Leaf Type: Black
Where to Buy: Tao Tea Leaf
Well known throughout the world, TangYang GongFu is a fully oxidized black tea from the Fujian province of China. The tea was created in the year 1371 during the dawn of the Ming Dynasty. This tea has a thick and heavy body and tastes bold and slightly sweet. The brew is a perfect balance between the bitterness, sweet, honey and fruit like flavors.
Learn more about this tea here.
I may be ruffling some feathers of you Chinese black tea lovers out there, but I just want to put my honest opinions out in the open. Fujian Province makes the best black teas. Hands down. My favorite black tea of all time is Jin Jun Mei, (also known as Beautiful Golden Eyebrow) which is also from Fujian. Must be something in the water. Or the dirt. Or the air. Yup. It’s gotta be the dirt. Just looking at this dark chocolaty brown leaf of this tea is making me thirsty. I love seeing the little golden fuzzy twirls hiding out within, that coy, delicate bud just waiting to hit me over the head with its rich deliciousness.
Of course, I whipped out my trusty porcelain gaiwan and got down to it. I just had to gongfu brew this tea. I mean, it even has the word in it’s name! I used 3g of slender, lightly twisted, leaf in my 100ml gaiwan. I gave it a quick rinse for about 3 seconds before beginning. Even the rinse had already become a deep, rustic brown. I knew I was in for a treat.
The tea was gracious enough to brew up all of it’s goodness slowly, letting me enjoy every last drop to it’s fullest. The soup was thick and broth, and a brilliant red. The taste was heavy in my mouth, and the flavors lasted long after each sip. I got no astringency whatsoever, it was so even and smooth. The aroma is similar to fresh baked whole wheat bread, with perhaps some dried fruit snuck inside. Upon further inspection, I detect creamed honey and thick malt coating my throat. It still retains that bread quality without becoming toast. This would make for an excellent breakfast tea!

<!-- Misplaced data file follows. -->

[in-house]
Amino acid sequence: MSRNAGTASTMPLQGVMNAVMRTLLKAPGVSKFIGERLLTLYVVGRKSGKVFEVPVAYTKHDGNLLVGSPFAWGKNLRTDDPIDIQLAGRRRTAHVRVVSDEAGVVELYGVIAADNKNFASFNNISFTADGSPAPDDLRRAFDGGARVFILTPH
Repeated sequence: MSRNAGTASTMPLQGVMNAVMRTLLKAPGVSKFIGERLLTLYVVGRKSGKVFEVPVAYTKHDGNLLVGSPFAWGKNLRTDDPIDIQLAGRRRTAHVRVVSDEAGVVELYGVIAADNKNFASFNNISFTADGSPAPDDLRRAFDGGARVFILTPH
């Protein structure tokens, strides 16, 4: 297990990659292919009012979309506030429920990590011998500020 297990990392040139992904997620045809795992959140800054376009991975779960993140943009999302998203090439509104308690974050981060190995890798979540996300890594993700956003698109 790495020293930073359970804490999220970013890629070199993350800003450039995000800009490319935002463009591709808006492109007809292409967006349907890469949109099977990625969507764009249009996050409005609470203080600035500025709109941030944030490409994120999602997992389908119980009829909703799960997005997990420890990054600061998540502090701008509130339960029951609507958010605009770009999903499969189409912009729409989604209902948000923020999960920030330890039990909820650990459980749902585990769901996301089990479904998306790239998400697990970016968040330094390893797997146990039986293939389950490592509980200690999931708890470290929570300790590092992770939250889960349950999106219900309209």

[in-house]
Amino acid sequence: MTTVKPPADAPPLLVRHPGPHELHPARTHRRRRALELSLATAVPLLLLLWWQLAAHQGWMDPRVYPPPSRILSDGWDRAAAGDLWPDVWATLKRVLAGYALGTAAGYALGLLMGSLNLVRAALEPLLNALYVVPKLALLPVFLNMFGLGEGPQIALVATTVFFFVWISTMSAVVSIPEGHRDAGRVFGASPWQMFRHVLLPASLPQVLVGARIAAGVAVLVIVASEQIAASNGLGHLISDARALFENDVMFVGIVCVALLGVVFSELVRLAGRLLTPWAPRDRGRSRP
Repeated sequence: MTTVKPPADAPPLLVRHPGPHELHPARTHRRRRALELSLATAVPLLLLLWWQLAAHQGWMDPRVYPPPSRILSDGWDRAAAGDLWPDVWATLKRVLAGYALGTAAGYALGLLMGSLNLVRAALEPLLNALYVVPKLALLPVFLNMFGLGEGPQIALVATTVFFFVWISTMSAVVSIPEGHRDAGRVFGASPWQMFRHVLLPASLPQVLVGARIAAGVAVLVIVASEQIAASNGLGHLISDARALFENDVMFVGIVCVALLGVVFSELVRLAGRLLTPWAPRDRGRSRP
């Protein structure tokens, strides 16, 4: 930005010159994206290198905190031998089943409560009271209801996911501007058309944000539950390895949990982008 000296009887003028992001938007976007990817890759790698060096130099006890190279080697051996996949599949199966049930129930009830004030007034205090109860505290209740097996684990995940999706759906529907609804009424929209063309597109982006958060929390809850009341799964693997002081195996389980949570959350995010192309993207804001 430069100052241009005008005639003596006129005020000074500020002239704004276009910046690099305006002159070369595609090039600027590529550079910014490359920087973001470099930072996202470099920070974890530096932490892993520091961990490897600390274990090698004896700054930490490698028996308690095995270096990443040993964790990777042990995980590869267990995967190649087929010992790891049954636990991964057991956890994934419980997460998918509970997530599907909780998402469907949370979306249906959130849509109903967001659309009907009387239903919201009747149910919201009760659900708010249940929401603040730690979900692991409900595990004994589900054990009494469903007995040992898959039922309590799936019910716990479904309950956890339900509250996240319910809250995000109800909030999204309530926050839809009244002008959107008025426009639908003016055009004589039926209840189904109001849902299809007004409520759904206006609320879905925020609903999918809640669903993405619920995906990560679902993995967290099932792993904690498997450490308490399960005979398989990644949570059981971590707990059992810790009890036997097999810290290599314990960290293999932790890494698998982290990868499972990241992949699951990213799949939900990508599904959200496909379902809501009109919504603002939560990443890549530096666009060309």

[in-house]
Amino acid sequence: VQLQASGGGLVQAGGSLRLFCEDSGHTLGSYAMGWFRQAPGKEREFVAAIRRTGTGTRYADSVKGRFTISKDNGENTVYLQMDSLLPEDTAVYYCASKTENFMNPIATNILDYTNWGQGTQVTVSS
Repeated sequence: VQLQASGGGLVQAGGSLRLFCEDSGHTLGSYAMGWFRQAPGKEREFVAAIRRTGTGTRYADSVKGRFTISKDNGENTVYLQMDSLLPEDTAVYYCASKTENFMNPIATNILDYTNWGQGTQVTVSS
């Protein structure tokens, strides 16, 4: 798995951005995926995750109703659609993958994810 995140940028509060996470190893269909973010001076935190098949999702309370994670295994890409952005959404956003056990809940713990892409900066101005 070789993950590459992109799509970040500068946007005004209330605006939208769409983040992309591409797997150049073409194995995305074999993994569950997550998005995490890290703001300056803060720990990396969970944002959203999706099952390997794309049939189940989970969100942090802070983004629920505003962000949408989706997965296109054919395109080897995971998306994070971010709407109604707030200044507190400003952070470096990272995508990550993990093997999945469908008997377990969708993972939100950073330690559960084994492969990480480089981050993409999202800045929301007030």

Leaf Type: Black
Where to Buy: Rishi Tea
Our best black tea is composed of pure buds that are hand harvested from Yunnan’s antique tea trees. Delicate processing and even fermentation present a lovely leaf style that yields a smooth, sugary flavor with nuances of baked sweet yams and raisins.
Learn more about this tea here.
Looking back at the last few reviews that I’ve composed of teas from Rishi Tea, several of them have been “Golden” type black teas. And I must say that Rishi has a really good selection of golden tea leaves to choose from. But of all of those that I’ve tried thus far, this one has to be the most golden … that is … every leaf in this pouch appears to be gold in color. Beautiful!
And what a lovely flavor these Golden Needles produce. The body is lighter and crisper than a typical Yunnan tea, with a sweet flavor that is quite like raw sugar in flavor. I also do taste the sweet potato and raisin flavor as mentioned in the description from the Rishi Tea website (as provided above).
It also possesses flavor characteristics that I’ve come to expect from a Yunnan tea: a spiced undertone that is somewhat peppery and a hint of malt. It has a very warming quality to the flavor as well, making it a very welcome tea to enjoy on this chilly, late-autumn afternoon.
I prefer this served hot as the flavor profile seems more fit for a hot tea than an iced tea. That’s not to say it wouldn’t make a nice iced tea, but I find that some of the nuances become lost in this tea as it cools, so for best enjoyment of all this tea has to offer, I suggest sipping it whilst it is hot. It needs no sweetener of any kind, as it has a very satisfying sweetness to it without additions.
A very pleasing cup!
Leaf Type: Black
Where to Buy: Verdant Tea